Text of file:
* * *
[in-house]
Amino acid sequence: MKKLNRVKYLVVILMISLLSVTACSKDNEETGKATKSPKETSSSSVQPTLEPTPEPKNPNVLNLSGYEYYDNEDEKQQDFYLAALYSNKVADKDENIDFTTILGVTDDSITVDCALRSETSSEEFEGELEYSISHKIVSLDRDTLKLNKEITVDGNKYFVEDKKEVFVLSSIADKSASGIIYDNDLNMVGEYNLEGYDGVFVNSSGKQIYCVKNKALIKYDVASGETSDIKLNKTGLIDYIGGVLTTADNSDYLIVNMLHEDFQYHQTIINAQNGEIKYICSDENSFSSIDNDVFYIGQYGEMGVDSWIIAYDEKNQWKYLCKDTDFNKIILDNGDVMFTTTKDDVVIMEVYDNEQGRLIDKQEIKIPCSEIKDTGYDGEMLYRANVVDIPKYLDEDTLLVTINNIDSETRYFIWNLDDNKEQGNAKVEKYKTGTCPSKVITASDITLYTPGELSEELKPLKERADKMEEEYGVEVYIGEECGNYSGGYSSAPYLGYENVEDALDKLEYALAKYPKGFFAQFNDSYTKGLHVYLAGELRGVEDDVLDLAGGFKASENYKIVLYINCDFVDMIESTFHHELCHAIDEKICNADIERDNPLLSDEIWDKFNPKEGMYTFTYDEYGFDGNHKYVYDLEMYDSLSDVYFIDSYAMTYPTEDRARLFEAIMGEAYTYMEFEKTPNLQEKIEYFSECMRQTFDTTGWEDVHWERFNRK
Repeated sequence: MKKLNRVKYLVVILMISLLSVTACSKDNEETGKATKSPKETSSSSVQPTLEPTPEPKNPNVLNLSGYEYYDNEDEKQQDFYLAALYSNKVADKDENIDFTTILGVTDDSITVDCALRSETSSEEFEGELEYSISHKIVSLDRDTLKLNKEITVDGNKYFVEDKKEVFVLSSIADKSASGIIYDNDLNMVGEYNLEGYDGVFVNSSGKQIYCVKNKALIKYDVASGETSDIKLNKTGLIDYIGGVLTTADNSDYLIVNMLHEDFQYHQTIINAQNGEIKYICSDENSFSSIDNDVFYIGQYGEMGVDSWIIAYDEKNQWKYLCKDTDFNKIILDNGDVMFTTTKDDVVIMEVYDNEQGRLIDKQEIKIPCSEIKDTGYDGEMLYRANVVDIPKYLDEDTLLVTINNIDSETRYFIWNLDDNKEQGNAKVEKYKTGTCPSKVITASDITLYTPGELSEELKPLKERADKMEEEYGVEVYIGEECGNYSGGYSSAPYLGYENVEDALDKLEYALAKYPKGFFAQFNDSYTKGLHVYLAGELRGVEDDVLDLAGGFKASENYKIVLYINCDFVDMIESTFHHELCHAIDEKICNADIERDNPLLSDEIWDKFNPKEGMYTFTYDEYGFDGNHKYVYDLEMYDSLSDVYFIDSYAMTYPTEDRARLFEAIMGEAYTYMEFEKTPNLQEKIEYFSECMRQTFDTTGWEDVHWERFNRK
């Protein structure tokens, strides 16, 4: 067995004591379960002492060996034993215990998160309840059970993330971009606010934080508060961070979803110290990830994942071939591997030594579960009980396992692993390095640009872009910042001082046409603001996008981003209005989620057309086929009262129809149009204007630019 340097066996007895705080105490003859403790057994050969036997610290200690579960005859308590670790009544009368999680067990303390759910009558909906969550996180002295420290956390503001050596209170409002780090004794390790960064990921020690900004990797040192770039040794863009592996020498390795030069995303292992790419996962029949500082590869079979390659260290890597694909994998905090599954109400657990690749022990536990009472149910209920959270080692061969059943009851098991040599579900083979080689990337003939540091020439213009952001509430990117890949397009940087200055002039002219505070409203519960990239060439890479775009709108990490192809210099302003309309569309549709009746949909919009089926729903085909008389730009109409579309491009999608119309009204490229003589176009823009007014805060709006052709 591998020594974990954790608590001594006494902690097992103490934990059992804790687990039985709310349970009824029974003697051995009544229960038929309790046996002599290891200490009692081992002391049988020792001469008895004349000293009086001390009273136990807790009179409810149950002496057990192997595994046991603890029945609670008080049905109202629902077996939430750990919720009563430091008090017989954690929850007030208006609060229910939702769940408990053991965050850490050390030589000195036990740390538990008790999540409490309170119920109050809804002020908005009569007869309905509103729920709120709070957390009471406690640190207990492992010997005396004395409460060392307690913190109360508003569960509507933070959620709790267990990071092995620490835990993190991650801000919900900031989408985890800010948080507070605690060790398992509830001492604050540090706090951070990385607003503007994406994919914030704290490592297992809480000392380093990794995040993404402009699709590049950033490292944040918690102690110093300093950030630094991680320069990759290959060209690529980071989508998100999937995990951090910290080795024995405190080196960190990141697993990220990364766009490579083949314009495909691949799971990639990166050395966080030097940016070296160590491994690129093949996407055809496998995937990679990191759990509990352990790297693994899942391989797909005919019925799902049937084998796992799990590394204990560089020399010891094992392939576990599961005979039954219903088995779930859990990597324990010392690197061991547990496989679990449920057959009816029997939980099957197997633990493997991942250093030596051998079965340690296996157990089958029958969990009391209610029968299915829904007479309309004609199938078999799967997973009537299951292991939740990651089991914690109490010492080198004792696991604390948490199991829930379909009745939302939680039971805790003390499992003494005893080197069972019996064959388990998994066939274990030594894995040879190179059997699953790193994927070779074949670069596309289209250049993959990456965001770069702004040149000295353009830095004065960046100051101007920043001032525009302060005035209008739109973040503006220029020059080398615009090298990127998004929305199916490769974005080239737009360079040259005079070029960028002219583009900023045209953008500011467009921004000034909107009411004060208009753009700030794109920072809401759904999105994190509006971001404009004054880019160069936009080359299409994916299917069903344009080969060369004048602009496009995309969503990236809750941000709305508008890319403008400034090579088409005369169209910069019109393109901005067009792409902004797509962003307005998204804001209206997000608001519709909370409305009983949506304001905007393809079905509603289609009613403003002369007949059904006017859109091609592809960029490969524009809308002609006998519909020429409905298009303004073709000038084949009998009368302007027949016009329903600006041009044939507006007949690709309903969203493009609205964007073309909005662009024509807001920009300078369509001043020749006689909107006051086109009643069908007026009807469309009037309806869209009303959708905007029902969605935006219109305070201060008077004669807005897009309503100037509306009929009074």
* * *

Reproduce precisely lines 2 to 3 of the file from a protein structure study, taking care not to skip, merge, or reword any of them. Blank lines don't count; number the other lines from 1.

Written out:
Amino acid sequence: MKKLNRVKYLVVILMISLLSVTACSKDNEETGKATKSPKETSSSSVQPTLEPTPEPKNPNVLNLSGYEYYDNEDEKQQDFYLAALYSNKVADKDENIDFTTILGVTDDSITVDCALRSETSSEEFEGELEYSISHKIVSLDRDTLKLNKEITVDGNKYFVEDKKEVFVLSSIADKSASGIIYDNDLNMVGEYNLEGYDGVFVNSSGKQIYCVKNKALIKYDVASGETSDIKLNKTGLIDYIGGVLTTADNSDYLIVNMLHEDFQYHQTIINAQNGEIKYICSDENSFSSIDNDVFYIGQYGEMGVDSWIIAYDEKNQWKYLCKDTDFNKIILDNGDVMFTTTKDDVVIMEVYDNEQGRLIDKQEIKIPCSEIKDTGYDGEMLYRANVVDIPKYLDEDTLLVTINNIDSETRYFIWNLDDNKEQGNAKVEKYKTGTCPSKVITASDITLYTPGELSEELKPLKERADKMEEEYGVEVYIGEECGNYSGGYSSAPYLGYENVEDALDKLEYALAKYPKGFFAQFNDSYTKGLHVYLAGELRGVEDDVLDLAGGFKASENYKIVLYINCDFVDMIESTFHHELCHAIDEKICNADIERDNPLLSDEIWDKFNPKEGMYTFTYDEYGFDGNHKYVYDLEMYDSLSDVYFIDSYAMTYPTEDRARLFEAIMGEAYTYMEFEKTPNLQEKIEYFSECMRQTFDTTGWEDVHWERFNRK
Repeated sequence: MKKLNRVKYLVVILMISLLSVTACSKDNEETGKATKSPKETSSSSVQPTLEPTPEPKNPNVLNLSGYEYYDNEDEKQQDFYLAALYSNKVADKDENIDFTTILGVTDDSITVDCALRSETSSEEFEGELEYSISHKIVSLDRDTLKLNKEITVDGNKYFVEDKKEVFVLSSIADKSASGIIYDNDLNMVGEYNLEGYDGVFVNSSGKQIYCVKNKALIKYDVASGETSDIKLNKTGLIDYIGGVLTTADNSDYLIVNMLHEDFQYHQTIINAQNGEIKYICSDENSFSSIDNDVFYIGQYGEMGVDSWIIAYDEKNQWKYLCKDTDFNKIILDNGDVMFTTTKDDVVIMEVYDNEQGRLIDKQEIKIPCSEIKDTGYDGEMLYRANVVDIPKYLDEDTLLVTINNIDSETRYFIWNLDDNKEQGNAKVEKYKTGTCPSKVITASDITLYTPGELSEELKPLKERADKMEEEYGVEVYIGEECGNYSGGYSSAPYLGYENVEDALDKLEYALAKYPKGFFAQFNDSYTKGLHVYLAGELRGVEDDVLDLAGGFKASENYKIVLYINCDFVDMIESTFHHELCHAIDEKICNADIERDNPLLSDEIWDKFNPKEGMYTFTYDEYGFDGNHKYVYDLEMYDSLSDVYFIDSYAMTYPTEDRARLFEAIMGEAYTYMEFEKTPNLQEKIEYFSECMRQTFDTTGWEDVHWERFNRK